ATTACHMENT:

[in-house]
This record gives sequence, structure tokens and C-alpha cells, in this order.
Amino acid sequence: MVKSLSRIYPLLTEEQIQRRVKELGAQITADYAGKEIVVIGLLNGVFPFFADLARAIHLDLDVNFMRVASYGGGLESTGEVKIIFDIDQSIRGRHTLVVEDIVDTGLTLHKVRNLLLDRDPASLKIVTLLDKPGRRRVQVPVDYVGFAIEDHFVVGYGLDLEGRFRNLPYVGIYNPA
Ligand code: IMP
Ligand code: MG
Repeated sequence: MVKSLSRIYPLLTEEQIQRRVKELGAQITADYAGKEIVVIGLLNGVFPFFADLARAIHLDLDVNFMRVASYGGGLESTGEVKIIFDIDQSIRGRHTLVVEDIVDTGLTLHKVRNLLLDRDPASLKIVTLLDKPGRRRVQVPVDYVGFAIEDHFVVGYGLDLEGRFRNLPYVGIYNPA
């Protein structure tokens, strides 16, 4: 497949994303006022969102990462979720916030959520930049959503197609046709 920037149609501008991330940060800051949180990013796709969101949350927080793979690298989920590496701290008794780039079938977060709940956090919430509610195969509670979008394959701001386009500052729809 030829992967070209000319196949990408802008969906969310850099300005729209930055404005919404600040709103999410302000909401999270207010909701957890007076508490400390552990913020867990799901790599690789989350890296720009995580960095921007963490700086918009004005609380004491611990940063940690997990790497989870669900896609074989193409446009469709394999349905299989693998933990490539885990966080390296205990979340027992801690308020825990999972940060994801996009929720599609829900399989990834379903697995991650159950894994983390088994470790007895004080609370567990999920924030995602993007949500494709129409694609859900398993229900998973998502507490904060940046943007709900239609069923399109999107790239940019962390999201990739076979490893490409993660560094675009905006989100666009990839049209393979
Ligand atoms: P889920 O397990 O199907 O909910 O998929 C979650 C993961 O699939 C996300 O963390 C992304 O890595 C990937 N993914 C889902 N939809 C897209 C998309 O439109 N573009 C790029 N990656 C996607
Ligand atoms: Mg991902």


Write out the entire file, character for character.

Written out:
[in-house]
This record gives sequence, structure tokens and C-alpha cells, in this order.
Amino acid sequence: MVKSLSRIYPLLTEEQIQRRVKELGAQITADYAGKEIVVIGLLNGVFPFFADLARAIHLDLDVNFMRVASYGGGLESTGEVKIIFDIDQSIRGRHTLVVEDIVDTGLTLHKVRNLLLDRDPASLKIVTLLDKPGRRRVQVPVDYVGFAIEDHFVVGYGLDLEGRFRNLPYVGIYNPA
Ligand code: IMP
Ligand code: MG
Repeated sequence: MVKSLSRIYPLLTEEQIQRRVKELGAQITADYAGKEIVVIGLLNGVFPFFADLARAIHLDLDVNFMRVASYGGGLESTGEVKIIFDIDQSIRGRHTLVVEDIVDTGLTLHKVRNLLLDRDPASLKIVTLLDKPGRRRVQVPVDYVGFAIEDHFVVGYGLDLEGRFRNLPYVGIYNPA
């Protein structure tokens, strides 16, 4: 497949994303006022969102990462979720916030959520930049959503197609046709 920037149609501008991330940060800051949180990013796709969101949350927080793979690298989920590496701290008794780039079938977060709940956090919430509610195969509670979008394959701001386009500052729809 030829992967070209000319196949990408802008969906969310850099300005729209930055404005919404600040709103999410302000909401999270207010909701957890007076508490400390552990913020867990799901790599690789989350890296720009995580960095921007963490700086918009004005609380004491611990940063940690997990790497989870669900896609074989193409446009469709394999349905299989693998933990490539885990966080390296205990979340027992801690308020825990999972940060994801996009929720599609829900399989990834379903697995991650159950894994983390088994470790007895004080609370567990999920924030995602993007949500494709129409694609859900398993229900998973998502507490904060940046943007709900239609069923399109999107790239940019962390999201990739076979490893490409993660560094675009905006989100666009990839049209393979
Ligand atoms: P889920 O397990 O199907 O909910 O998929 C979650 C993961 O699939 C996300 O963390 C992304 O890595 C990937 N993914 C889902 N939809 C897209 C998309 O439109 N573009 C790029 N990656 C996607
Ligand atoms: Mg991902």